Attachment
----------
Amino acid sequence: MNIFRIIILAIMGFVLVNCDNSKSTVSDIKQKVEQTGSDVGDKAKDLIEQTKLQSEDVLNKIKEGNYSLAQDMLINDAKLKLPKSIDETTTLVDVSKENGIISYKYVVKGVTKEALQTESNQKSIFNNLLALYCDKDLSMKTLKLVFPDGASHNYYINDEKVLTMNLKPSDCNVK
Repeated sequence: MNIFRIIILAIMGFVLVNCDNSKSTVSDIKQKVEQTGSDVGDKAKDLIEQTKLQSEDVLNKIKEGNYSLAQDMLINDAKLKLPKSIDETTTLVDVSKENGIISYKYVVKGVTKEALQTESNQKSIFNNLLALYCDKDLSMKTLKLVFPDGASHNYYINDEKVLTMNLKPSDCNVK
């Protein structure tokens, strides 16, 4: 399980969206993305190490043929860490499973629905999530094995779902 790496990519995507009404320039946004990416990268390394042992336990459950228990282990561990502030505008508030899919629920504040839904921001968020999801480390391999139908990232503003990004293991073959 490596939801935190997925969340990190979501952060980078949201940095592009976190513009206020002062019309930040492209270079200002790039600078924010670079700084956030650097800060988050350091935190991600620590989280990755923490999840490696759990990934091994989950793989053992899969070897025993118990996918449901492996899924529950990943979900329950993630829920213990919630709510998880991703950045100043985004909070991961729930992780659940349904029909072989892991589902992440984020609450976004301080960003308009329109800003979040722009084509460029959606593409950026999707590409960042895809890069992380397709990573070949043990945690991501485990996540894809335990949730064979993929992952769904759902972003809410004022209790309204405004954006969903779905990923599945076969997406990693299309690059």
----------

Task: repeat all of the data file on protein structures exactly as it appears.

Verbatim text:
Amino acid sequence: MNIFRIIILAIMGFVLVNCDNSKSTVSDIKQKVEQTGSDVGDKAKDLIEQTKLQSEDVLNKIKEGNYSLAQDMLINDAKLKLPKSIDETTTLVDVSKENGIISYKYVVKGVTKEALQTESNQKSIFNNLLALYCDKDLSMKTLKLVFPDGASHNYYINDEKVLTMNLKPSDCNVK
Repeated sequence: MNIFRIIILAIMGFVLVNCDNSKSTVSDIKQKVEQTGSDVGDKAKDLIEQTKLQSEDVLNKIKEGNYSLAQDMLINDAKLKLPKSIDETTTLVDVSKENGIISYKYVVKGVTKEALQTESNQKSIFNNLLALYCDKDLSMKTLKLVFPDGASHNYYINDEKVLTMNLKPSDCNVK
């Protein structure tokens, strides 16, 4: 399980969206993305190490043929860490499973629905999530094995779902 790496990519995507009404320039946004990416990268390394042992336990459950228990282990561990502030505008508030899919629920504040839904921001968020999801480390391999139908990232503003990004293991073959 490596939801935190997925969340990190979501952060980078949201940095592009976190513009206020002062019309930040492209270079200002790039600078924010670079700084956030650097800060988050350091935190991600620590989280990755923490999840490696759990990934091994989950793989053992899969070897025993118990996918449901492996899924529950990943979900329950993630829920213990919630709510998880991703950045100043985004909070991961729930992780659940349904029909072989892991589902992440984020609450976004301080960003308009329109800003979040722009084509460029959606593409950026999707590409960042895809890069992380397709990573070949043990945690991501485990996540894809335990949730064979993929992952769904759902972003809410004022209790309204405004954006969903779905990923599945076969997406990693299309690059």